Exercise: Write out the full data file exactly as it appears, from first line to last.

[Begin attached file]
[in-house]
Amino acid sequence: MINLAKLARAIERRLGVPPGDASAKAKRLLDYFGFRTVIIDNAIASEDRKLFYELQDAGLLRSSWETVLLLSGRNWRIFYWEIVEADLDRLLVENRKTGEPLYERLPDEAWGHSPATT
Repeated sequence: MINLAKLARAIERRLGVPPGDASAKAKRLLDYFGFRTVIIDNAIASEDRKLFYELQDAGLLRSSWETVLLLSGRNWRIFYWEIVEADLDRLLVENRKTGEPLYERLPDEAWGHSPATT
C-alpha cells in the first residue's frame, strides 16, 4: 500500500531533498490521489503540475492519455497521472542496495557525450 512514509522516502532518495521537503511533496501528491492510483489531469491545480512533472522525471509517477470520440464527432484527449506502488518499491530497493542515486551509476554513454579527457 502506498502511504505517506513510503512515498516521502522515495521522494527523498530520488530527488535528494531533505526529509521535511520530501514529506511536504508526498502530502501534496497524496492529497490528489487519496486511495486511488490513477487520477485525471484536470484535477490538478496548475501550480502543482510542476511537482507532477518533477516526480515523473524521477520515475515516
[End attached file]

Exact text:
[in-house]
Amino acid sequence: MINLAKLARAIERRLGVPPGDASAKAKRLLDYFGFRTVIIDNAIASEDRKLFYELQDAGLLRSSWETVLLLSGRNWRIFYWEIVEADLDRLLVENRKTGEPLYERLPDEAWGHSPATT
Repeated sequence: MINLAKLARAIERRLGVPPGDASAKAKRLLDYFGFRTVIIDNAIASEDRKLFYELQDAGLLRSSWETVLLLSGRNWRIFYWEIVEADLDRLLVENRKTGEPLYERLPDEAWGHSPATT
C-alpha cells in the first residue's frame, strides 16, 4: 500500500531533498490521489503540475492519455497521472542496495557525450 512514509522516502532518495521537503511533496501528491492510483489531469491545480512533472522525471509517477470520440464527432484527449506502488518499491530497493542515486551509476554513454579527457 502506498502511504505517506513510503512515498516521502522515495521522494527523498530520488530527488535528494531533505526529509521535511520530501514529506511536504508526498502530502501534496497524496492529497490528489487519496486511495486511488490513477487520477485525471484536470484535477490538478496548475501550480502543482510542476511537482507532477518533477516526480515523473524521477520515475515516